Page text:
Whales in Gulf of Mexico

Gulf of Mexico Killer Whale

Researchers from the National Oceanic and Atmospheric Administration (NOAA) and Japan’s National Museum of Science and Nature published a paper in January detailing their discovery that the 40-foot animal known as the Gulf of Mexico Bryde’s whale — thought to be a subspecies of the Bryde’s whale since 1965 — is, in fact, a separate and previously unnamed species. This discovery was substantiated by genetic data and an examination of the animal’s skull structure. The proposed name for this new species is “Rice’s whale,” after Dale W. Rice, the cetologist (whale scientist) who discovered these whales in the Gulf of Mexico. This post uses the name “Gulf of Mexico whale” while the Society for Marine Mammalogy Committee on Taxonomy considers the new name.

Killer Whales

Orcinus Orca, or Killer Whales, have been around as long as time can remember. But the orca (yes, like Shamu at Sea World) are predominate in colder waters, like the north Atlantic and Pacific Oceans. While it’s true that killer whales can be found in most of the oceans of the world until recently it was thought the warm Gulf of Mexico was unsuitable to the desires and pleasures of the predatory species.

Not so says federal biologist Keith Mullin. Killer whales have been known to live and swim in the warm Gulf after all, and a recent major sighting from a charter boat captain and crew, including quality video captured from the decks of the “Shady Lady”, proves otherwise.

Eddie Hall, Captain of the Shady Lady, says he stumbled across a pod of what looked liked orcas – or killer whales – playing in the Gulf about 90 miles off the Alabama coast.

“We couldn’t believe what we were looking at right away.

“One pod numbered around 75 whales. I think we counted about 200 killer whales that day, and I guess it would an understatement to say that we were surprised.”

Hall says he and his crew spotted several pods of orcas when they grabbed a video camera to prove their discovery.

Hall said when they returned to the dock in Alabama, no one really believed their story.

“I’m glad we got the video,” he said.

The location of the Shady Lady was approximately 3 miles south of the Horn Mountain Rig. At 92 miles, when the sun came up, the answers to their questions literally began to appear. At 9:00 a.m. Friday morning on Halloween Day October 31st. The tuna were scarce and scattered, and for good reason. The crew of the Shady Lady couldn’t believe what they were actually witnessing – four pods of killer whales feeding on the tuna the anglers had hoped to catch. According to Hall, there were four distinct pods of whales and each pod was feeding independently of the others. In the smallest pod, there were twenty-five to thirty killer whales feeding on tuna. Each of the other three pods had as many as one hundred members. A pod of whales could cover as much as an acre of water at any time, depending on how many animals surfaced at a time.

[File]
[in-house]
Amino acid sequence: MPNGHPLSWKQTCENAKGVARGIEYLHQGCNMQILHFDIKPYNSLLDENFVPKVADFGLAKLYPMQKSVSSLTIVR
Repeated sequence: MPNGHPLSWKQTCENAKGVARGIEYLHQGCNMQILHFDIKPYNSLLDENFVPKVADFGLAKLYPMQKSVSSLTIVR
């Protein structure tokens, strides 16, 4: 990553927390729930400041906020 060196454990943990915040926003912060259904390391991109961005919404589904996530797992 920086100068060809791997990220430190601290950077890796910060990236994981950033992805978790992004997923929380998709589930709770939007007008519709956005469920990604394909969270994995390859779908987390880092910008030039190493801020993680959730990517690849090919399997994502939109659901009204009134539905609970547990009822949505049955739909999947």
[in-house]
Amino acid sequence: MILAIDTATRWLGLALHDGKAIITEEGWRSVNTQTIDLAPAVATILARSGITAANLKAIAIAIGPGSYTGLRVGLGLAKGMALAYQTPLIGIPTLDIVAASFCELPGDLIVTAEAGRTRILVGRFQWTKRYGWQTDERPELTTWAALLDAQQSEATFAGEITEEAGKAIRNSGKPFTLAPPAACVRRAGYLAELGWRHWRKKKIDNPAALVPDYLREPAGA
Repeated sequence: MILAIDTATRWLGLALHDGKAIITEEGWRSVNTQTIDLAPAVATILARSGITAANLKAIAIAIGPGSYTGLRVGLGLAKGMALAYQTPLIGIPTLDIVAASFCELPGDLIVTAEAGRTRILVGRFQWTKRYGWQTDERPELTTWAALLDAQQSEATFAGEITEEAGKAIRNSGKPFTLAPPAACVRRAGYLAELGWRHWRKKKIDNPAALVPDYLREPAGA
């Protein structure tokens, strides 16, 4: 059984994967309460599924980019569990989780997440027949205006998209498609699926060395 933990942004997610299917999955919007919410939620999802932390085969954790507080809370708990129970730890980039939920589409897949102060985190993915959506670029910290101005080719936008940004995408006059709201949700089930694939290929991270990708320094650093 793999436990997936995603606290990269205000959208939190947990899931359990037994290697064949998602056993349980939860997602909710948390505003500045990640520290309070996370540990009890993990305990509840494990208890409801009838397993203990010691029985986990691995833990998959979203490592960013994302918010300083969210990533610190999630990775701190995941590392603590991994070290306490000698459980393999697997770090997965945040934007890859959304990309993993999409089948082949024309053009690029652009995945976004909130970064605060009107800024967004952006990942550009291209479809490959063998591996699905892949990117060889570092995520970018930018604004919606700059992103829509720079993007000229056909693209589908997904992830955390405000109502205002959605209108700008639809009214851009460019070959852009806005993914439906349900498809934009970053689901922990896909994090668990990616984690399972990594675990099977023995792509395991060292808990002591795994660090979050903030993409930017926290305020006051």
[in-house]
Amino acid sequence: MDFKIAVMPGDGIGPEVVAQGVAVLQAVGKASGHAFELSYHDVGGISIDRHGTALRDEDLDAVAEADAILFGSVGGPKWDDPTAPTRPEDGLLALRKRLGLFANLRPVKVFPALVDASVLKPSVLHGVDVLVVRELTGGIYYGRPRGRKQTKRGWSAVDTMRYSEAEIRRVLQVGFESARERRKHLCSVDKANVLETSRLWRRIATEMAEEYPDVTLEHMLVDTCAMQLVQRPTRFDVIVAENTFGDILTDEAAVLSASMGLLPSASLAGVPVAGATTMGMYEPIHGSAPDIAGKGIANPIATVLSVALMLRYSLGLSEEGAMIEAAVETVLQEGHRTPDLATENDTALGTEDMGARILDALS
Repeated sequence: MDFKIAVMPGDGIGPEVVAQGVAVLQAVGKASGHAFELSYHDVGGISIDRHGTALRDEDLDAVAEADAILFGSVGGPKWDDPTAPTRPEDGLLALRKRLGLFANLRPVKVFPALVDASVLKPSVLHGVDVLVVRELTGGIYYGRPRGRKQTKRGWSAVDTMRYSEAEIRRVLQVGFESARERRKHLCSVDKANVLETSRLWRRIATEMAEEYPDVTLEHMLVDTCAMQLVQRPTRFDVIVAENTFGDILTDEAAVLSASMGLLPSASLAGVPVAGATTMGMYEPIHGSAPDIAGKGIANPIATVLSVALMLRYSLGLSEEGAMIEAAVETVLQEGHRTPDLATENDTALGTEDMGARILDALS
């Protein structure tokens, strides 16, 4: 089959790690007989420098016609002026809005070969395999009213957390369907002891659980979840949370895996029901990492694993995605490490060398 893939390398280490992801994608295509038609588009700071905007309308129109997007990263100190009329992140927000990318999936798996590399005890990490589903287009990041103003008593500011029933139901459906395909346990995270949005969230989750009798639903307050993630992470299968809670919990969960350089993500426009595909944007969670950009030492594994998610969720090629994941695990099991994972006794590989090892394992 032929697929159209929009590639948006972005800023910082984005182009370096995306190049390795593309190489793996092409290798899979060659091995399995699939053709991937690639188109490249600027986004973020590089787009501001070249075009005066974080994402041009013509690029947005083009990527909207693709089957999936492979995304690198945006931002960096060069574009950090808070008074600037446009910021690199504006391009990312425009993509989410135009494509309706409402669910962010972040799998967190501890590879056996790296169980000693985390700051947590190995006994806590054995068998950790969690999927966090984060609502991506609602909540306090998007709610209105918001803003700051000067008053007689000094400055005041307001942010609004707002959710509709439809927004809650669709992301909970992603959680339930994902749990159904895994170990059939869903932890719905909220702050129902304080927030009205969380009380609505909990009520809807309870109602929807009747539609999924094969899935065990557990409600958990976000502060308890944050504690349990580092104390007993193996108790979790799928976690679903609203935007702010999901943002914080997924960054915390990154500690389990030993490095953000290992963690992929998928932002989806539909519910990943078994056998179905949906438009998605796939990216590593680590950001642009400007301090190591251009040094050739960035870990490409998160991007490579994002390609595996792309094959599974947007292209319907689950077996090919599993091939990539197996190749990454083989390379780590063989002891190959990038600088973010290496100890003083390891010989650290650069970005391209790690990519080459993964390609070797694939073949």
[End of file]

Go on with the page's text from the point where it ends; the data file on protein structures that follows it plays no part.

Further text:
“This isn’t a result of climate change or some shift in the natural ecology of our oceans. We have suspected for years that orcas prowl and even inhabit Gulf waters far offshore,” Mullin reports. “Most orcas will be found in deep, deep water – usually 600 feet or deeper.”

Mullin, a U.S. Government biologist, says he is implementing a study of killer whales in the Gulf this summer, part of his ongoing Gulf whale research. But he warns that the speed and a relatively small number of orcas believed to call the Gulf their home will make it hard to reach solid conclusions any time soon.

Mullin says a 2007 study numbered the killer whale population in the Gulf to about 49 whales. But he says that information is greatly flawed. New evidence indicates that the number could well be in the hundreds or even thousands.

“We have no idea exactly how many or how widespread the orca population of the Gulf might be. But we’re certain they are out there,” he adds.

Mullin made about killer whales is that they are actually dolphins — and at up to 31 feet long, the largest at that. And while the second part of the killer whale’s common name is a misnomer, the first part, he said, is certainly not.

“They will attack large 30-, 40-foot whales in gangs of 20, 25 and they basically rip them apart,” Mullin said. “It’s not pleasant but that’s what they do.”

Unlike some orca populations that prey exclusively on a particular species — some off the Pacific Coast, for instance, eat only seals — the Gulf’s killer whales seem to have a varied diet, dining on species ranging from whales to tuna to Atlantic spotted dolphins.

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